By Premier Chess CEO National Master Evan Rabin
When International Master Carlos Perdomo was a guest on my podcast back in May ,we casually discussed the possibility of arranging a group to travel to Dubai to visit the World Chess Championship between reigning World Champion Magnus Carlsen and Challenger Ian Nepomniachti. Before the World Championship was announced, I was interested in traveling to Dubai given the Abraham Accords and how many Jewish travelers were visiting the emirate. Several months later, I bought tickets and made it a reality. I went to Dubai with Carlos and Orrin Hudson, Founder of Be Someone. On my trip, I enjoyed global networking, the excitement of the match and general tourism in Dubai.
At the match, I met people from India, Netherlands, Italy, Israel, Uganda, Norway and many other countries. Outside of the playing hall during Round 1, played a blitz match against FIDE Master Harold Wanyama, the Official coach of Uganda.
We talked about potential partnerships as I shared with him our annual teaching trip with Make a Difference Now in nearby Tanzania. As our podcast guest Dean of Scholastic Chess Dewain Barber likes to sway, chess is a language.
The World Chess Championship is taking place at the Exhibition Center of the Dubai Expo 2020. As the world fair, most countries have a pavilion. Zimbabwe, Krygystan, Armenia, Russia, Spain and other country pavilion features chess as part of the exhibits. On Sunday, November 28, we helped run a chess event at the U.S Pavilion. I experienced music, food and art from all over the globe. Two highlights were the two concerts and Chanukah party at the Israel Pavilion ( in conjunction with the Chabad of UAE) and milk tea and biscuits at the Lower Sudan Pavilion. I built rapport with their volunteer, talking about National Master Majur Juac, who famously was one of the Lost Boys of Sudan.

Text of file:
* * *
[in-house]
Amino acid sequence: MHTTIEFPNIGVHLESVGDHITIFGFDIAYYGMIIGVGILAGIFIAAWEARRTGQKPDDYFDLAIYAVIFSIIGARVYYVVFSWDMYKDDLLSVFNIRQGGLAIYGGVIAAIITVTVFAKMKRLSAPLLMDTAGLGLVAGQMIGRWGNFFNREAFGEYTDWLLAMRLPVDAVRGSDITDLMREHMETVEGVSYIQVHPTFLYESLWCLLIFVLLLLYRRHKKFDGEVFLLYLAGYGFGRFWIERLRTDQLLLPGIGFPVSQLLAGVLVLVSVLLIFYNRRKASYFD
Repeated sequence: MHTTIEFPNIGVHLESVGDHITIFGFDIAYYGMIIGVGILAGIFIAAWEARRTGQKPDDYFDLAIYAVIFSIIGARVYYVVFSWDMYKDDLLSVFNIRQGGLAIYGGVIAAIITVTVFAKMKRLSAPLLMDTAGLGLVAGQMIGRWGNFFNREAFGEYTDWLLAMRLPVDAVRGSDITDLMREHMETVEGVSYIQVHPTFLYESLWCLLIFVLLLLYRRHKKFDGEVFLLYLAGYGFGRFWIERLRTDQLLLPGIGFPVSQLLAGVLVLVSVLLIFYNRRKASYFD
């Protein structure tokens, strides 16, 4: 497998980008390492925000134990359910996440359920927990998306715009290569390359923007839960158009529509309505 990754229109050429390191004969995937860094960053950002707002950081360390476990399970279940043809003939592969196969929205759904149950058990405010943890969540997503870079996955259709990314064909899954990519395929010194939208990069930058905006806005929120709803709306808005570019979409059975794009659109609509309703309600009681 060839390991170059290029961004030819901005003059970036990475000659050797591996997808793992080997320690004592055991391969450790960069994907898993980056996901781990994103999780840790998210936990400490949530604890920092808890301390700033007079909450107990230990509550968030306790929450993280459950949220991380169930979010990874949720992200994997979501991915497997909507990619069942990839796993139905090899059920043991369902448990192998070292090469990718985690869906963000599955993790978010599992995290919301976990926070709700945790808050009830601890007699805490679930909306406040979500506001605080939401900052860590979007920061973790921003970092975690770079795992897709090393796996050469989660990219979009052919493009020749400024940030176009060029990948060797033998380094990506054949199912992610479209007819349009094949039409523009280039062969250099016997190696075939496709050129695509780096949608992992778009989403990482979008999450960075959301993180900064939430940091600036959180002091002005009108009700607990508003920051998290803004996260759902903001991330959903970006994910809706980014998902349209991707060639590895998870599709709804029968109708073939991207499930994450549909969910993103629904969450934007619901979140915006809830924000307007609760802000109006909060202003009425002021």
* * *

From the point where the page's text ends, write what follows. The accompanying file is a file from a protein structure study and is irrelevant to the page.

I was in Dubai for the first three games of the match. While they were all draws, none of them lacked fighting. We saw the Ruy Lopez and Catalan, two openings that we’ve seen repeatedly so far in the first half of the match. Carlsen and Nepomniachti surprised me by rarely sitting at the board at the same time. In contrast, Carlsen mostly played the Shveshnikov Sicilian against challenger Fabiano Caruana in London in 2018.
I told National Master John MacArthur how it was against the guidelines I give students, in which they should remain alert at the board and think on their opponent’s time. However, he told me he encourages students to walk around and recalibrate. While one should not walk around too much where its distracting to himself, it does make sense for him to do to remain energized. There is a reason that when our podcast guest Grandmaster Timur Garayev won the World Record for Biggest Blindfold Chess Exhibition ( 47 players), he rode an exercise bike for the 12 hours to keep his energy flowing.
Outside of the playing hall, Grandmaster Viswanathan Anand, who Carlsen took the World Championship title away from in 2013, and Anna Muzychuk did FIDE’s official commentary. They were educational and did not use computers. While it could get a little boring in the spectator area of the playing hall (behind sody and easygoing. While I did get a chance to go, I heard the beach is beautiful. I did though take a desert excursion and enjoyed getting outside of my comfort zone, exploring in a Sand Dune safari, driving in an ATV and sand surfing.
If you have not yet been to a World Championship match yet, it is definitely a worthwhile experience. This was my second; in 2016, I attended one of the games of the Carlsen- Karjakin match in the South Street Seaport in my hometown of New York. The match goes on until December 14 and flights are still reasonably priced so consider going to Dubai now if you have some vacation days left for the year.